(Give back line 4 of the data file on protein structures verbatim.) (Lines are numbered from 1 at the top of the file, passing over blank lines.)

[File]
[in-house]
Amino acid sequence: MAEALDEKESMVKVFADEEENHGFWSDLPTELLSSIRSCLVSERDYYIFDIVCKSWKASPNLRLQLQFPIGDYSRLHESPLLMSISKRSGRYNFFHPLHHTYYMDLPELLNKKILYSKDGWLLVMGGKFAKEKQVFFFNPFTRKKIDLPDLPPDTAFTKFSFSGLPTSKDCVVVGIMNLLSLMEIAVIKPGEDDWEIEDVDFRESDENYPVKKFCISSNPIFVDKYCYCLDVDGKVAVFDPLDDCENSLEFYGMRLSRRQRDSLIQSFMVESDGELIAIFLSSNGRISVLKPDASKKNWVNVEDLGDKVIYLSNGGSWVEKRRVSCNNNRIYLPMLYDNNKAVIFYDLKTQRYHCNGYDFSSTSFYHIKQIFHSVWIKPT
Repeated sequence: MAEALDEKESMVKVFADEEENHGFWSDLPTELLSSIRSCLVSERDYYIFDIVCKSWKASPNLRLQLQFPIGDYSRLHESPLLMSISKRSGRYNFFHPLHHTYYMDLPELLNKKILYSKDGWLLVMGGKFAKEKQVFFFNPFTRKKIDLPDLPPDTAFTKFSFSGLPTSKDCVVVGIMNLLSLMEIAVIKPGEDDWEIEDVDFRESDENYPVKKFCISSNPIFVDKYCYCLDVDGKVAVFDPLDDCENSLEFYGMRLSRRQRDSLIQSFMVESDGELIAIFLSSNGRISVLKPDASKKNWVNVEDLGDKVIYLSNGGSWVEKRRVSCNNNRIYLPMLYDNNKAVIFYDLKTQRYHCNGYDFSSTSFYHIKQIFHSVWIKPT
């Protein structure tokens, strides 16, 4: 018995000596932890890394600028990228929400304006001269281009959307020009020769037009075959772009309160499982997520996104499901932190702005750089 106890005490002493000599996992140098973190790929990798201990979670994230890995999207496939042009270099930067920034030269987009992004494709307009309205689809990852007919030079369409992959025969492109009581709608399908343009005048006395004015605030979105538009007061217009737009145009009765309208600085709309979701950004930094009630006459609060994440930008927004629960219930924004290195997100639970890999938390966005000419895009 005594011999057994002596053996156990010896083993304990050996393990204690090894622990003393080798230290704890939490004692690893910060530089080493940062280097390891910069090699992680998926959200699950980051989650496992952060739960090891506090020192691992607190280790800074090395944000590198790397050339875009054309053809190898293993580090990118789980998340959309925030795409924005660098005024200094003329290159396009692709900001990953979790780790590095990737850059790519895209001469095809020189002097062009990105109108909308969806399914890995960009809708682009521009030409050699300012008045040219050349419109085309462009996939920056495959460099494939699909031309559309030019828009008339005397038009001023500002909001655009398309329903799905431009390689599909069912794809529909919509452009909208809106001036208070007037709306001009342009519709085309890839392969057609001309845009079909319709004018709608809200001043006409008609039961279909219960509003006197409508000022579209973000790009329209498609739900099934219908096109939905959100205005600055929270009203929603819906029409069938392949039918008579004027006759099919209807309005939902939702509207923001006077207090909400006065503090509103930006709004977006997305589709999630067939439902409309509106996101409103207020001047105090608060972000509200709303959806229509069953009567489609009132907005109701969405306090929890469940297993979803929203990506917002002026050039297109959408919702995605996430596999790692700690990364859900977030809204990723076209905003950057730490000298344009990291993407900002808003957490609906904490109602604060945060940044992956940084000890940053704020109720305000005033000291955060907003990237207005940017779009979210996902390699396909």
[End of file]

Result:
């Protein structure tokens, strides 16, 4: 018995000596932890890394600028990228929400304006001269281009959307020009020769037009075959772009309160499982997520996104499901932190702005750089 106890005490002493000599996992140098973190790929990798201990979670994230890995999207496939042009270099930067920034030269987009992004494709307009309205689809990852007919030079369409992959025969492109009581709608399908343009005048006395004015605030979105538009007061217009737009145009009765309208600085709309979701950004930094009630006459609060994440930008927004629960219930924004290195997100639970890999938390966005000419895009 005594011999057994002596053996156990010896083993304990050996393990204690090894622990003393080798230290704890939490004692690893910060530089080493940062280097390891910069090699992680998926959200699950980051989650496992952060739960090891506090020192691992607190280790800074090395944000590198790397050339875009054309053809190898293993580090990118789980998340959309925030795409924005660098005024200094003329290159396009692709900001990953979790780790590095990737850059790519895209001469095809020189002097062009990105109108909308969806399914890995960009809708682009521009030409050699300012008045040219050349419109085309462009996939920056495959460099494939699909031309559309030019828009008339005397038009001023500002909001655009398309329903799905431009390689599909069912794809529909919509452009909208809106001036208070007037709306001009342009519709085309890839392969057609001309845009079909319709004018709608809200001043006409008609039961279909219960509003006197409508000022579209973000790009329209498609739900099934219908096109939905959100205005600055929270009203929603819906029409069938392949039918008579004027006759099919209807309005939902939702509207923001006077207090909400006065503090509103930006709004977006997305589709999630067939439902409309509106996101409103207020001047105090608060972000509200709303959806229509069953009567489609009132907005109701969405306090929890469940297993979803929203990506917002002026050039297109959408919702995605996430596999790692700690990364859900977030809204990723076209905003950057730490000298344009990291993407900002808003957490609906904490109602604060945060940044992956940084000890940053704020109720305000005033000291955060907003990237207005940017779009979210996902390699396909």